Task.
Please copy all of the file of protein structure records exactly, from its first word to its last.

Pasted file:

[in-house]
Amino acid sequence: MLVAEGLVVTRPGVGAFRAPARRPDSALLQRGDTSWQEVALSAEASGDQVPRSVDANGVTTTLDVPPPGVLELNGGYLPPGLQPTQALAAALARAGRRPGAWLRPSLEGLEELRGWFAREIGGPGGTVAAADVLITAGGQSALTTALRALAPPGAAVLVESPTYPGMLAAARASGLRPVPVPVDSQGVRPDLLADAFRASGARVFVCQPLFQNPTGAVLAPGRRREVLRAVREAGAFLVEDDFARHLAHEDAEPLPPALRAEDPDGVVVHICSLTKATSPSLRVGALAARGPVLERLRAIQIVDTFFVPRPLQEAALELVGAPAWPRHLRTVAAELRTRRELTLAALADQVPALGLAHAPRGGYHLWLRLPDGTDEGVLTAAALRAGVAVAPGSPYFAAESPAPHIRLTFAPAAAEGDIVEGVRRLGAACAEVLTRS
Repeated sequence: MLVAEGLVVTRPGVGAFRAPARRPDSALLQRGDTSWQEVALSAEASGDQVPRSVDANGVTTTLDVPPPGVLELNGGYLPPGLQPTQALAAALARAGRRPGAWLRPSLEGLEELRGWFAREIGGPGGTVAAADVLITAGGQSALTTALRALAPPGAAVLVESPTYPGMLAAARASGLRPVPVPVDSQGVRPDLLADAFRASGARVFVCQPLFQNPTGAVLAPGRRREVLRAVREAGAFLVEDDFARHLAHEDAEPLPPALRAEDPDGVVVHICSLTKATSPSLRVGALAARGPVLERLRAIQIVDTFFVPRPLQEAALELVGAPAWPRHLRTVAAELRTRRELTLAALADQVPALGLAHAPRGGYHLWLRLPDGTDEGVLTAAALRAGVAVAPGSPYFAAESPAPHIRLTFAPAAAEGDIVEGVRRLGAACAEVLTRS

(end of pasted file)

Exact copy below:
[in-house]
Amino acid sequence: MLVAEGLVVTRPGVGAFRAPARRPDSALLQRGDTSWQEVALSAEASGDQVPRSVDANGVTTTLDVPPPGVLELNGGYLPPGLQPTQALAAALARAGRRPGAWLRPSLEGLEELRGWFAREIGGPGGTVAAADVLITAGGQSALTTALRALAPPGAAVLVESPTYPGMLAAARASGLRPVPVPVDSQGVRPDLLADAFRASGARVFVCQPLFQNPTGAVLAPGRRREVLRAVREAGAFLVEDDFARHLAHEDAEPLPPALRAEDPDGVVVHICSLTKATSPSLRVGALAARGPVLERLRAIQIVDTFFVPRPLQEAALELVGAPAWPRHLRTVAAELRTRRELTLAALADQVPALGLAHAPRGGYHLWLRLPDGTDEGVLTAAALRAGVAVAPGSPYFAAESPAPHIRLTFAPAAAEGDIVEGVRRLGAACAEVLTRS
Repeated sequence: MLVAEGLVVTRPGVGAFRAPARRPDSALLQRGDTSWQEVALSAEASGDQVPRSVDANGVTTTLDVPPPGVLELNGGYLPPGLQPTQALAAALARAGRRPGAWLRPSLEGLEELRGWFAREIGGPGGTVAAADVLITAGGQSALTTALRALAPPGAAVLVESPTYPGMLAAARASGLRPVPVPVDSQGVRPDLLADAFRASGARVFVCQPLFQNPTGAVLAPGRRREVLRAVREAGAFLVEDDFARHLAHEDAEPLPPALRAEDPDGVVVHICSLTKATSPSLRVGALAARGPVLERLRAIQIVDTFFVPRPLQEAALELVGAPAWPRHLRTVAAELRTRRELTLAALADQVPALGLAHAPRGGYHLWLRLPDGTDEGVLTAAALRAGVAVAPGSPYFAAESPAPHIRLTFAPAAAEGDIVEGVRRLGAACAEVLTRS